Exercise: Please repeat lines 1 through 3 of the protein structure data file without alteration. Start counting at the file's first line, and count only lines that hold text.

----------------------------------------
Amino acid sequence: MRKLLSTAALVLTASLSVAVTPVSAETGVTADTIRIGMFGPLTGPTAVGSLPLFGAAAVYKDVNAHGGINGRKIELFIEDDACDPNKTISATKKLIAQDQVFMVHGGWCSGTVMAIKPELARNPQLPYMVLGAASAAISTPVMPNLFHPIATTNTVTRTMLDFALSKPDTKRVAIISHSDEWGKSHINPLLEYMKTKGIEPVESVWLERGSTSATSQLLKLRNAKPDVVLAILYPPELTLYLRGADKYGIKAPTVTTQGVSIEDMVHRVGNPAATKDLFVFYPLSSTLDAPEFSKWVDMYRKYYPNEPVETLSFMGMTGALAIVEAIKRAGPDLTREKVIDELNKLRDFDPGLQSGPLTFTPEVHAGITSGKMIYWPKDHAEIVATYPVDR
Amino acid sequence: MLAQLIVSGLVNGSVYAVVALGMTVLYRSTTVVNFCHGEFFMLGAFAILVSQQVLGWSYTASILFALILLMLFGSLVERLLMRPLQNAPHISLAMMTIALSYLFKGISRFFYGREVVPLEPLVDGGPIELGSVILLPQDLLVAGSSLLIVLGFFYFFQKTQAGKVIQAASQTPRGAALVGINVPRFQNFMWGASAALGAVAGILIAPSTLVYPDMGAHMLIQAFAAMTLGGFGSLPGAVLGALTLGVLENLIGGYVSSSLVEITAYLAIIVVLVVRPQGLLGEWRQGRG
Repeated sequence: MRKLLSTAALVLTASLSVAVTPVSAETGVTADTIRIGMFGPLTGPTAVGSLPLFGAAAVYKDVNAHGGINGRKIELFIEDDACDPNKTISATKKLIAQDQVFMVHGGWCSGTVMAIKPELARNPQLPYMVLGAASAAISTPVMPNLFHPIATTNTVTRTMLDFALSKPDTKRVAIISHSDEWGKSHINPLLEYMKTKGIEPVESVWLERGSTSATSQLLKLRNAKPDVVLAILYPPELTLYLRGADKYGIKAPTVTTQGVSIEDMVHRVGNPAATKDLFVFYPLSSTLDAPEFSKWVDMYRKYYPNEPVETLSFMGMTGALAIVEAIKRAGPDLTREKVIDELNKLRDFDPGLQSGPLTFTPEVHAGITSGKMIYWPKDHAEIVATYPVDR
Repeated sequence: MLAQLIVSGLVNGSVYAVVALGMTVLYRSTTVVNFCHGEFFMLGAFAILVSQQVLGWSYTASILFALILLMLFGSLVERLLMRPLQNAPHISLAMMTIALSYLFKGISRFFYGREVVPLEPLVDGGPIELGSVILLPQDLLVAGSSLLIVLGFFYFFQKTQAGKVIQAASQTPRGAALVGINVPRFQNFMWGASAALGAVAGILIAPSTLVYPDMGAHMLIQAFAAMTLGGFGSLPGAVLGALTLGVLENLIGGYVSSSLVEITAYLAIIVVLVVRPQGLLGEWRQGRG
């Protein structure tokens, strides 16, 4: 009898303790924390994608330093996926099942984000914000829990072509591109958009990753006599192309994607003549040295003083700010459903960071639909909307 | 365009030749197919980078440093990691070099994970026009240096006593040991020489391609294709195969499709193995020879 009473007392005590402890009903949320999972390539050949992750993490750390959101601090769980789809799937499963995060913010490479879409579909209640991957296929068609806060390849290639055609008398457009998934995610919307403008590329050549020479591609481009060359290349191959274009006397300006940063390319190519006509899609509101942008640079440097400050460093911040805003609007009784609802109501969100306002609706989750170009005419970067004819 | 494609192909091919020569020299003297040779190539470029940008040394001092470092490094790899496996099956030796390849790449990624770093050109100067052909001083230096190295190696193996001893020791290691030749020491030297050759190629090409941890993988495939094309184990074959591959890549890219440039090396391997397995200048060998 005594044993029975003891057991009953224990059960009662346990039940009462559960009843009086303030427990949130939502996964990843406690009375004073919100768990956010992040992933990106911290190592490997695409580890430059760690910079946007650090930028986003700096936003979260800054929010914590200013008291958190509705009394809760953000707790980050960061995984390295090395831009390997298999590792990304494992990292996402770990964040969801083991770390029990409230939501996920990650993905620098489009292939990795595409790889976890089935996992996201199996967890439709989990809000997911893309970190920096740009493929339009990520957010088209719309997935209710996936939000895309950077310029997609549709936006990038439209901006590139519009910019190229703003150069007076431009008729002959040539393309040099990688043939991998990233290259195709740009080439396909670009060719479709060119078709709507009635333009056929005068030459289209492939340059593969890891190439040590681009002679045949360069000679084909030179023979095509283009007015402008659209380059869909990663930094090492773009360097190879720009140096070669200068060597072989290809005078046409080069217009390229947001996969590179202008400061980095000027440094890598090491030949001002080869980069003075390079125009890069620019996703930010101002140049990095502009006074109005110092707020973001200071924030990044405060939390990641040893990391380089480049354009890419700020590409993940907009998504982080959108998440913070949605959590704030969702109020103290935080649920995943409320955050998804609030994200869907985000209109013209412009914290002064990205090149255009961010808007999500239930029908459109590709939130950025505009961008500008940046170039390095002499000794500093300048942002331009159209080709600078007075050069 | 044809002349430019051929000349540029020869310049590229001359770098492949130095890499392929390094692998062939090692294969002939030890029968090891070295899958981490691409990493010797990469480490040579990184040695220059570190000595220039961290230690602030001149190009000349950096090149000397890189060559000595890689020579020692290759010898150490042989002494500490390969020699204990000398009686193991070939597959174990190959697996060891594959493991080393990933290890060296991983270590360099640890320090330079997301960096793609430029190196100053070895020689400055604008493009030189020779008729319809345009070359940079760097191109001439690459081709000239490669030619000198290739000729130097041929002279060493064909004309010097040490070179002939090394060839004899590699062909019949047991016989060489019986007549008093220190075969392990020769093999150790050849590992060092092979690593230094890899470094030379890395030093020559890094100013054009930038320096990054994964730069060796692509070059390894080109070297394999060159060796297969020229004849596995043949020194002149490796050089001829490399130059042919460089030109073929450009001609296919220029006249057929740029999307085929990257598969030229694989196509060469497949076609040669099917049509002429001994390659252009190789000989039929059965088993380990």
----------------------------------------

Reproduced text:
Amino acid sequence: MRKLLSTAALVLTASLSVAVTPVSAETGVTADTIRIGMFGPLTGPTAVGSLPLFGAAAVYKDVNAHGGINGRKIELFIEDDACDPNKTISATKKLIAQDQVFMVHGGWCSGTVMAIKPELARNPQLPYMVLGAASAAISTPVMPNLFHPIATTNTVTRTMLDFALSKPDTKRVAIISHSDEWGKSHINPLLEYMKTKGIEPVESVWLERGSTSATSQLLKLRNAKPDVVLAILYPPELTLYLRGADKYGIKAPTVTTQGVSIEDMVHRVGNPAATKDLFVFYPLSSTLDAPEFSKWVDMYRKYYPNEPVETLSFMGMTGALAIVEAIKRAGPDLTREKVIDELNKLRDFDPGLQSGPLTFTPEVHAGITSGKMIYWPKDHAEIVATYPVDR
Amino acid sequence: MLAQLIVSGLVNGSVYAVVALGMTVLYRSTTVVNFCHGEFFMLGAFAILVSQQVLGWSYTASILFALILLMLFGSLVERLLMRPLQNAPHISLAMMTIALSYLFKGISRFFYGREVVPLEPLVDGGPIELGSVILLPQDLLVAGSSLLIVLGFFYFFQKTQAGKVIQAASQTPRGAALVGINVPRFQNFMWGASAALGAVAGILIAPSTLVYPDMGAHMLIQAFAAMTLGGFGSLPGAVLGALTLGVLENLIGGYVSSSLVEITAYLAIIVVLVVRPQGLLGEWRQGRG
Repeated sequence: MRKLLSTAALVLTASLSVAVTPVSAETGVTADTIRIGMFGPLTGPTAVGSLPLFGAAAVYKDVNAHGGINGRKIELFIEDDACDPNKTISATKKLIAQDQVFMVHGGWCSGTVMAIKPELARNPQLPYMVLGAASAAISTPVMPNLFHPIATTNTVTRTMLDFALSKPDTKRVAIISHSDEWGKSHINPLLEYMKTKGIEPVESVWLERGSTSATSQLLKLRNAKPDVVLAILYPPELTLYLRGADKYGIKAPTVTTQGVSIEDMVHRVGNPAATKDLFVFYPLSSTLDAPEFSKWVDMYRKYYPNEPVETLSFMGMTGALAIVEAIKRAGPDLTREKVIDELNKLRDFDPGLQSGPLTFTPEVHAGITSGKMIYWPKDHAEIVATYPVDR